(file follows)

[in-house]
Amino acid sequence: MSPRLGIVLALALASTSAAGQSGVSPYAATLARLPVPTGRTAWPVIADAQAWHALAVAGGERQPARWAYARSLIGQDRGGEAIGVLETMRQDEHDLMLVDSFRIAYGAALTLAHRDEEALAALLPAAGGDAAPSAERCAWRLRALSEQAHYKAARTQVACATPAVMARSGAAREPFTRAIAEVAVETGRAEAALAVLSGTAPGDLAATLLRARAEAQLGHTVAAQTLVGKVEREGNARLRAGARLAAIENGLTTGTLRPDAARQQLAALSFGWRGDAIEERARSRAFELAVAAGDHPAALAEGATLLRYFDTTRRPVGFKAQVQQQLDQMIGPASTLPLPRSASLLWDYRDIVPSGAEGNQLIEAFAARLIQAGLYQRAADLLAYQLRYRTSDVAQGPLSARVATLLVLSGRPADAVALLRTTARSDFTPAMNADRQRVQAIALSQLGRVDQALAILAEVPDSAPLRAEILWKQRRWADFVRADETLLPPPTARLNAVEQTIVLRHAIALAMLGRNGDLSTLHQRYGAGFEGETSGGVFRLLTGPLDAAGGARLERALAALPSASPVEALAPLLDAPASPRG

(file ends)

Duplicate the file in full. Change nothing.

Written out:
[in-house]
Amino acid sequence: MSPRLGIVLALALASTSAAGQSGVSPYAATLARLPVPTGRTAWPVIADAQAWHALAVAGGERQPARWAYARSLIGQDRGGEAIGVLETMRQDEHDLMLVDSFRIAYGAALTLAHRDEEALAALLPAAGGDAAPSAERCAWRLRALSEQAHYKAARTQVACATPAVMARSGAAREPFTRAIAEVAVETGRAEAALAVLSGTAPGDLAATLLRARAEAQLGHTVAAQTLVGKVEREGNARLRAGARLAAIENGLTTGTLRPDAARQQLAALSFGWRGDAIEERARSRAFELAVAAGDHPAALAEGATLLRYFDTTRRPVGFKAQVQQQLDQMIGPASTLPLPRSASLLWDYRDIVPSGAEGNQLIEAFAARLIQAGLYQRAADLLAYQLRYRTSDVAQGPLSARVATLLVLSGRPADAVALLRTTARSDFTPAMNADRQRVQAIALSQLGRVDQALAILAEVPDSAPLRAEILWKQRRWADFVRADETLLPPPTARLNAVEQTIVLRHAIALAMLGRNGDLSTLHQRYGAGFEGETSGGVFRLLTGPLDAAGGARLERALAALPSASPVEALAPLLDAPASPRG